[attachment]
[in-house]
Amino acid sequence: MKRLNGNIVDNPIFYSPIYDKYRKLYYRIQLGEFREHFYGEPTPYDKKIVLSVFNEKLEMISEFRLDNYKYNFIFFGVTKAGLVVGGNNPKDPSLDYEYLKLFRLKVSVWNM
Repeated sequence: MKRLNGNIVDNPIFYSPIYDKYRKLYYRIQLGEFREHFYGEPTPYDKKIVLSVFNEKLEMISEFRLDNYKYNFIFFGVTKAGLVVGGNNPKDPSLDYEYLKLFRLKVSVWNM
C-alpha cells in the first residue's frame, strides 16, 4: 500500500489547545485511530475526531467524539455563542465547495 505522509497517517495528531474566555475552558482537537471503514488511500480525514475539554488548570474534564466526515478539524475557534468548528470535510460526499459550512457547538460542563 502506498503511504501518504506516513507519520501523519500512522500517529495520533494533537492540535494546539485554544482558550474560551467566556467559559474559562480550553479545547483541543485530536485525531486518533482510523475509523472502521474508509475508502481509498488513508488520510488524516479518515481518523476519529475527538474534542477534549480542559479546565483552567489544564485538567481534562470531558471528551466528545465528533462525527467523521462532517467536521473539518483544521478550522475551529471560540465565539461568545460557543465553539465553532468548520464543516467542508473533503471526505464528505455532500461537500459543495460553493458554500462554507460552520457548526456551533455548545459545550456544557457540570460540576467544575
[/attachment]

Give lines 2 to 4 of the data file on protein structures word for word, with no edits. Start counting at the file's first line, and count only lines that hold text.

Amino acid sequence: MKRLNGNIVDNPIFYSPIYDKYRKLYYRIQLGEFREHFYGEPTPYDKKIVLSVFNEKLEMISEFRLDNYKYNFIFFGVTKAGLVVGGNNPKDPSLDYEYLKLFRLKVSVWNM
Repeated sequence: MKRLNGNIVDNPIFYSPIYDKYRKLYYRIQLGEFREHFYGEPTPYDKKIVLSVFNEKLEMISEFRLDNYKYNFIFFGVTKAGLVVGGNNPKDPSLDYEYLKLFRLKVSVWNM
C-alpha cells in the first residue's frame, strides 16, 4: 500500500489547545485511530475526531467524539455563542465547495 505522509497517517495528531474566555475552558482537537471503514488511500480525514475539554488548570474534564466526515478539524475557534468548528470535510460526499459550512457547538460542563 502506498503511504501518504506516513507519520501523519500512522500517529495520533494533537492540535494546539485554544482558550474560551467566556467559559474559562480550553479545547483541543485530536485525531486518533482510523475509523472502521474508509475508502481509498488513508488520510488524516479518515481518523476519529475527538474534542477534549480542559479546565483552567489544564485538567481534562470531558471528551466528545465528533462525527467523521462532517467536521473539518483544521478550522475551529471560540465565539461568545460557543465553539465553532468548520464543516467542508473533503471526505464528505455532500461537500459543495460553493458554500462554507460552520457548526456551533455548545459545550456544557457540570460540576467544575